I will present two of my recent works. First, I will present the work that showcases how silicon radio-frequency (RF) chips can be used not only for wireless RF applications, but also for biomolecular sensing aimed at low-cost disease screening. The main function of the RF chip is to manipulate and monitor the dynamics of protons in water via nuclear magnetic resonance (NMR). Target biological objects such as cancer marker proteins alter the proton dynamics, which is the basis for the biosensing. The high sensitivity of the RF chip made possible the construction of an entire NMR system around the RF chip in a 100-g platform, which is 1200 times lighter, yet 150 times more spin-mass sensitive than a state-of-the-art commercial benchtop NMR system. The system can become a useful addition in pursuing disease detection in a low-cost, hand-held platform.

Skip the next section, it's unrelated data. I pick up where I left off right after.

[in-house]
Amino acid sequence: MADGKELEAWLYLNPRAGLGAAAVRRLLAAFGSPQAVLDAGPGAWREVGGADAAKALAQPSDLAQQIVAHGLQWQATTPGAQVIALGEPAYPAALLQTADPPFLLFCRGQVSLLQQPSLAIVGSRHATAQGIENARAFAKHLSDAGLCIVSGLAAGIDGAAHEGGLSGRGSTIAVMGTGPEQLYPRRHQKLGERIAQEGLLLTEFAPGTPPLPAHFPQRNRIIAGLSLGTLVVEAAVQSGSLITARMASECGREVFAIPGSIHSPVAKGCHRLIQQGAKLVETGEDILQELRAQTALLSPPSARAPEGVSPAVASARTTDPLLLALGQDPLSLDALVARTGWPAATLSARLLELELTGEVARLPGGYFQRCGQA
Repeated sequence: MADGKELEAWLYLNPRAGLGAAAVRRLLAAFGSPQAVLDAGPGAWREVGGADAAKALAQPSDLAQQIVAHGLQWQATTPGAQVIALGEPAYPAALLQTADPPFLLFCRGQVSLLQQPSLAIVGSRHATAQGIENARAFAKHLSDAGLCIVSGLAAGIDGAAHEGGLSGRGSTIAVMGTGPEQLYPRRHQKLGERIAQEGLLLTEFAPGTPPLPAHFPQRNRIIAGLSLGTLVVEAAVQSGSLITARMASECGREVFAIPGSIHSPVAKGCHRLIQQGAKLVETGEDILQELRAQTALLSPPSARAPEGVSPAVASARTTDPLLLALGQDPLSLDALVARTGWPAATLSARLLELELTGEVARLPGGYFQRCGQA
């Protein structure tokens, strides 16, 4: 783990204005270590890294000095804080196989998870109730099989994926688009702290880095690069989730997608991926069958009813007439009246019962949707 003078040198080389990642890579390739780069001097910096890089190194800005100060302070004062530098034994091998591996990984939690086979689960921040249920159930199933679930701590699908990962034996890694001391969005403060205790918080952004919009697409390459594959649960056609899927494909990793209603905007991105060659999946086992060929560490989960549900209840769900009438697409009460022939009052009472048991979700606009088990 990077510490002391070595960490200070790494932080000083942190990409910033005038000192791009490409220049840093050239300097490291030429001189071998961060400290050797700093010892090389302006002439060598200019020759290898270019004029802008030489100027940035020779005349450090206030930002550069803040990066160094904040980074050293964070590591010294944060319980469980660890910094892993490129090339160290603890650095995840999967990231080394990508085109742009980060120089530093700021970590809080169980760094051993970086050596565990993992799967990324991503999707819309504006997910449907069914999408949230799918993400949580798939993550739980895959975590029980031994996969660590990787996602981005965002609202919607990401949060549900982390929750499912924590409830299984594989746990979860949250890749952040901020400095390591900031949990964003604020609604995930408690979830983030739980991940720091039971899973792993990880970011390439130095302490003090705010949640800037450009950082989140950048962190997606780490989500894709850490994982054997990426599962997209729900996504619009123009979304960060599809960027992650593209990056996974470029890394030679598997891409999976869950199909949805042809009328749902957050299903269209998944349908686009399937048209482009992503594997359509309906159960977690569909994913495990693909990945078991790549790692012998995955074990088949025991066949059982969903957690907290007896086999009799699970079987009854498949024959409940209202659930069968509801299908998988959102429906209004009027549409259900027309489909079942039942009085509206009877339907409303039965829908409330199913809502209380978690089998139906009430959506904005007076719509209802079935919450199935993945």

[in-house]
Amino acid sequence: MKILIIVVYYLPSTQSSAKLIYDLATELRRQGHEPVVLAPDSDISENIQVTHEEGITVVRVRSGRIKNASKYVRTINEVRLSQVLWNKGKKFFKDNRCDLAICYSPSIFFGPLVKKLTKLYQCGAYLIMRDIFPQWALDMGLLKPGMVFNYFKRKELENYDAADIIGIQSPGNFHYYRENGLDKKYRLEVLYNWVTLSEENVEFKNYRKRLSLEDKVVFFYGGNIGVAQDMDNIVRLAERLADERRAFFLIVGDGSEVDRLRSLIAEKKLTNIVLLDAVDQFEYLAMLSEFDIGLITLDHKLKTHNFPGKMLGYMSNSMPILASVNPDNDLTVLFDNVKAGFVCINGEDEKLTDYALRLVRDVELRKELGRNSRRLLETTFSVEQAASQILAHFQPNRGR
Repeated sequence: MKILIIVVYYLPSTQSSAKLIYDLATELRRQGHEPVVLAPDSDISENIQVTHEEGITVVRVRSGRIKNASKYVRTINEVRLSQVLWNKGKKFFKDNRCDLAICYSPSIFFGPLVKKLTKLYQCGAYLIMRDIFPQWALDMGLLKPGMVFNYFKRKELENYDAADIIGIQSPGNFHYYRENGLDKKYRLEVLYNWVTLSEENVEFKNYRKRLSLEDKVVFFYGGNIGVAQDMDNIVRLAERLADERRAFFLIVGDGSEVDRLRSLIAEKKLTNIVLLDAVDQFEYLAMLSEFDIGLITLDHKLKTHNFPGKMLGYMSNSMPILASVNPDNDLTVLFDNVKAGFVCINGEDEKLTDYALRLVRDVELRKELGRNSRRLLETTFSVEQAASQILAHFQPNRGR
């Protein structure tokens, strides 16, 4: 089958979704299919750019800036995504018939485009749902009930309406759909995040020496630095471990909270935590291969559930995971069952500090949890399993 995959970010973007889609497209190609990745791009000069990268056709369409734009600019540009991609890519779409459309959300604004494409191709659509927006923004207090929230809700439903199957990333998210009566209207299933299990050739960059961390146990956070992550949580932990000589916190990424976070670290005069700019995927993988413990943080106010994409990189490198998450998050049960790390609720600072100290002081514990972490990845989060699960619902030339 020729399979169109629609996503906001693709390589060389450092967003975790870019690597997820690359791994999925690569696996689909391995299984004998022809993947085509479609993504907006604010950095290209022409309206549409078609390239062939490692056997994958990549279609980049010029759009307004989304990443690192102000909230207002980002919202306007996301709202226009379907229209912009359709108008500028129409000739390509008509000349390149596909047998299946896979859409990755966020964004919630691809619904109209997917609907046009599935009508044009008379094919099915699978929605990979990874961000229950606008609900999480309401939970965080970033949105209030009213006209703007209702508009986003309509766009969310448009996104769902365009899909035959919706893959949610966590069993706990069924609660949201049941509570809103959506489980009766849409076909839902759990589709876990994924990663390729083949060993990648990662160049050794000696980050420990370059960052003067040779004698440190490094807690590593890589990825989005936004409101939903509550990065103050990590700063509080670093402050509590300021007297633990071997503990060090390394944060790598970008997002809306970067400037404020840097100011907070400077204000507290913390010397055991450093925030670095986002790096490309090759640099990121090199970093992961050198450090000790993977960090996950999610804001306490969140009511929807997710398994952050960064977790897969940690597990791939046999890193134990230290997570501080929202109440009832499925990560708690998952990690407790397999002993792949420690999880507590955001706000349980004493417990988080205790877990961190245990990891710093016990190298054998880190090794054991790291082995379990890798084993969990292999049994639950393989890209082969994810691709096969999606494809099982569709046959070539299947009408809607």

Second, I will present the design of a high figure-of-merit (FOM) pipelined ADC, made possible by a new, dual-mode-based digital background calibration technique that altogether corrects errors caused by amplifier gain insufficiency and nonlinearity, and capacitor mismatches. The calibration enables the intentional use of low-gain single-stage op-amps to save power. It improves the measured SNDR and SFDR by 16 dB and 28 dB respectively, leading to the FOM of 155 fJ/conv-step.